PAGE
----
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Shrinkage (how long to cut?)

Post in 'The Wood Shed' started by Slow1, Dec 23, 2008.

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  1. Slow1

    Slow1 Minister of Fire

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    When wood seasons it dries. When it dries it shrinks. So, my question is how much does it shrink and should I consider this when cutting logs? My stove can take up to 20" and I would like to aim to get pretty close to that.

    IF wood were to shrink say 10% and I cut at exactly 20" then I'd end up with 18" after they were all seasoned... so adding another 2" at cut time could make up for this (i.e. start at 22", shrink 10% and end up with 19.8" just right!).

    So how much is shrinkage? I found a wikipedia article that says it is 5-10%, but that really didn't say to what moisture content level or anything... From a practical standpoint is this anything you experienced folks even consider? Is this a complete don't care?

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  2. LLigetfa

    LLigetfa Minister of Fire

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    They shrink mostly on their diameter, not on their length.
  3. Pagey

    Pagey Minister of Fire

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    I would agree that you'll see the real change in diameter, not length. Better to cut them to size and then have them end up a tad short than to leave them too long on the hope they'll shrink just the right amount. You'll end up cutting them twice if you bet that every split will shrink to exactly the right length.

    Note: I base that on no scientific understanding of what actually happens at the cellular level with a piece of wood dries. So, your mileage may vary.
  4. LLigetfa

    LLigetfa Minister of Fire

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    I cut my wood 3 inches shorter (20") than the stove can take (23"). That gives them a bit of space for the flames to come out the ends and lick the sides of the stove. Also, I wouldn't want to get a split wedged in and break the firebrick. It also gives enough room for error.
  5. Bigg_Redd

    Bigg_Redd Minister of Fire

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    It won't shrink enough to matter.
  6. fossil

    fossil Accidental Moderator Staff Member

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    There's nothin' real precise about this. Yeah, it would be nice to completely stuff a stove full and know you got every last BTU in there...but when you're reloading onto a nice hot bed of coals, and the splits are beginning to burn even as you're trying to get them just where you want them, you gotta be sort of quick about it, and having some wiggle room with the length of the splits helps a bunch. Stove might take a 20" split once it's inside the door and squared to the back wall...but just how wide is the loading door opening? Once you get the back of the stove loaded, you don't have much opportunity to do the diagonal squeeze through the door. I wouldn't cut 'em longer than 18", myself...maybe even 16". Rick
  7. drdoct

    drdoct Feeling the Heat

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    Been there done that. It's a sick feeling when you have to resaw your truckload to trim 1" off. My stove takes an 18" log. The door when loading E/W only takes a 16.5" log. I actually think loading N/S is +1" than loading horizontally. I cut all my stuff about 18.5" and had to bring a smoker back out and put it on the steps (brick) because it wouldn't fit. If it hadn't been for all the other posts titled..."Oops I just broke my door window" I would have probably broken it trying to jam it in. I'm just getting used to this length so when I start cutting I cut 1 or 2 and then come in and see how they fit. Then they are my reference pieces. After cutting 10 minutes or so it comes back and the reference pieces go into the pile.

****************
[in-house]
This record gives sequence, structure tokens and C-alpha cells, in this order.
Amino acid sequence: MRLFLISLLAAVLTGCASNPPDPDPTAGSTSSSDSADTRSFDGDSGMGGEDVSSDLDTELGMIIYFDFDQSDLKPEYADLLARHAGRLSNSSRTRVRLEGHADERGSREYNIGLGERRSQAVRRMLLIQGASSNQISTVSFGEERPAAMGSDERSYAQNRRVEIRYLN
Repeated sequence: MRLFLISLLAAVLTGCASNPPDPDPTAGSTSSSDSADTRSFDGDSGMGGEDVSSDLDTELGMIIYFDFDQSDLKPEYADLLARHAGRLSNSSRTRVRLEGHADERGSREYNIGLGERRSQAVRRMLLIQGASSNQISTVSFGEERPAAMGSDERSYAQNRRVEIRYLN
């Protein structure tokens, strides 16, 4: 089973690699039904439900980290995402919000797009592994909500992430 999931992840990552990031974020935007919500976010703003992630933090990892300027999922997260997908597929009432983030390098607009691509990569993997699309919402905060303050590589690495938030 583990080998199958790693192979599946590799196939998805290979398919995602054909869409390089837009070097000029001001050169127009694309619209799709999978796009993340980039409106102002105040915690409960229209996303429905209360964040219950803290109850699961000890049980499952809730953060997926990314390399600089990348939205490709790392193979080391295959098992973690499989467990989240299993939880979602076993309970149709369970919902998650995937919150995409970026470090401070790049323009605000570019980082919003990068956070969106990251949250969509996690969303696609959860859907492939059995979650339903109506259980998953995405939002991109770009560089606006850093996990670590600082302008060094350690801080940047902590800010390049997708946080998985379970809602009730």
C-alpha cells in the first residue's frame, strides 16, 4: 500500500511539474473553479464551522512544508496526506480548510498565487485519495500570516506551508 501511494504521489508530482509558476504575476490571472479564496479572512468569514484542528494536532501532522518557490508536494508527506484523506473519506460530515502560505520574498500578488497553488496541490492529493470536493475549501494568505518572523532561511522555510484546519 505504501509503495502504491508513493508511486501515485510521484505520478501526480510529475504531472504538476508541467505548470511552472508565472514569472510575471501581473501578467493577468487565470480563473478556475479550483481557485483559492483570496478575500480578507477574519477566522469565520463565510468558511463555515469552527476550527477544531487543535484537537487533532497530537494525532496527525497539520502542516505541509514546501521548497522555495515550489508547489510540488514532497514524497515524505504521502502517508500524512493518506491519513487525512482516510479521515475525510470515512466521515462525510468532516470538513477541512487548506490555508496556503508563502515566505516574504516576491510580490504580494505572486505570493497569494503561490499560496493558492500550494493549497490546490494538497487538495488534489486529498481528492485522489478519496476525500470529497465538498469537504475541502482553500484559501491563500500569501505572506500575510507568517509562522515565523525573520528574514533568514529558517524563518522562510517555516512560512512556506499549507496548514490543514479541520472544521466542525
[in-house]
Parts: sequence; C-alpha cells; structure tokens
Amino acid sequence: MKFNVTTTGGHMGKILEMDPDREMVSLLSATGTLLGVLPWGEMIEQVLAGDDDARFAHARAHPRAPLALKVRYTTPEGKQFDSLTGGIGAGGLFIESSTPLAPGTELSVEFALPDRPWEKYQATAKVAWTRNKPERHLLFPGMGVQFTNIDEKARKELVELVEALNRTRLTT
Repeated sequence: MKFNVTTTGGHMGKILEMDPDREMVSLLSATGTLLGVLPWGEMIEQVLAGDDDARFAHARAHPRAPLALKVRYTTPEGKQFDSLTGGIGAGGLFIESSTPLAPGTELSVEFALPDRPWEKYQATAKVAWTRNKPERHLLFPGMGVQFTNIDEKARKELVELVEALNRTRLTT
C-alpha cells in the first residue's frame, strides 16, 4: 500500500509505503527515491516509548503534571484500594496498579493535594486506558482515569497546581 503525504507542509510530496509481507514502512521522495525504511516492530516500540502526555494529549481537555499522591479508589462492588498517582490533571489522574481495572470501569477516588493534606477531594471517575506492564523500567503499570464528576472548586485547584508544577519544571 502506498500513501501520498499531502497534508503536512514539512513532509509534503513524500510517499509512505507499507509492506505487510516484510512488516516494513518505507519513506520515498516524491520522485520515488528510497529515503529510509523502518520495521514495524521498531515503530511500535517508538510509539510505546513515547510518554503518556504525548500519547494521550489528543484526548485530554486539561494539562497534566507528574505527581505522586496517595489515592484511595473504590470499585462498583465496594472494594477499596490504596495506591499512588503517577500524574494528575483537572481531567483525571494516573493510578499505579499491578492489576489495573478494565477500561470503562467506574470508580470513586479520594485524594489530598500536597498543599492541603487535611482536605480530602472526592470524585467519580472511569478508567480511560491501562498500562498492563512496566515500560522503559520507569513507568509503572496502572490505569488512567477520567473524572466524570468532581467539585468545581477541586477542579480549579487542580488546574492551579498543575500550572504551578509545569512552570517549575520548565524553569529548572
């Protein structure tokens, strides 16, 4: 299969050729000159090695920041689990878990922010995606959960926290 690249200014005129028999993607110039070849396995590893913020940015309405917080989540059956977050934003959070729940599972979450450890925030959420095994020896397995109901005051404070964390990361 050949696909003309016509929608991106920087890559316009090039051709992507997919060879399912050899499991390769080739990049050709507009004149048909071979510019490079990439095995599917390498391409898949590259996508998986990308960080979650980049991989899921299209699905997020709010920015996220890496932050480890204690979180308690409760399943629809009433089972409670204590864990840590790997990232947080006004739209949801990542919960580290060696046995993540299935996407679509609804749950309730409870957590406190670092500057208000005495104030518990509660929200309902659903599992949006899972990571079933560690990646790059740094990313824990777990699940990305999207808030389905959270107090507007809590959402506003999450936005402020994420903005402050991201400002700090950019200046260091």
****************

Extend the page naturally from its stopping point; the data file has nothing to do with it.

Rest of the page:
8. Slow1

    Slow1 Minister of Fire

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    Good point on the loading door... I'll have to try a few lengths to see what I can fit through easily... i.e. load the stove full when cold and see just what is easy enough to do with imaginary flames licking around them. Update: I just measured the front of the door, it is 21" at widest point, 19.5" at the top, the actual firebox is even wider but a bit too hot for me to stick my tape measure in at the moment to get an accurate measure :)

    As to shrinkage - thanks for the info that I can pretty much ignore that for length. Given that it will be two years before I burn what I plan to cut this winter I sure would hate to make a mistake here and go kicking myself that far down the line... especially if it ends up being a lot of wood! All the stuff that I bought seems to be cut pretty short - 15" or even less.. some pieces are decent lengths (18.5") but not many. I just don't think I want to go leaving 30-35% of the width of the firebox empty when I load it up full for the night....
  9. Gooserider

    Gooserider Mod Emeritus

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    As stated, length doesn't change when seasoning - just like boards in furniture making, you don't need to allow much for dimension changes on the length, but you do for cross-grain.

    That said, I think the concensus on length for cutting is around stove length - 2". IOW, if you have a 20" firebox, cut to 18".

    Two good reasons for this - one has been mentioned, the ease of loading and having some slack for flames around the ends of the wood. The other is that chainsaws are NOT precision cutting tools, especially given that most of us buck by eye or use the bar as a measuring stick, so the actual lengths you end up with are typically "target +/- an inch" - if you cut to a shorter than stove length target, then you will have a lower number of splits that need to be trimmed later...

    Gooserider
  10. crazy_dan

    crazy_dan New Member

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    I cut my wood about 18" that is 2" shorter than it will take but they fit both ways that way and it allows me 2" more glass protection
  11. Backwoods Savage

    Backwoods Savage Minister of Fire

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    If it were me, I would not cut them longer than what the stove takes.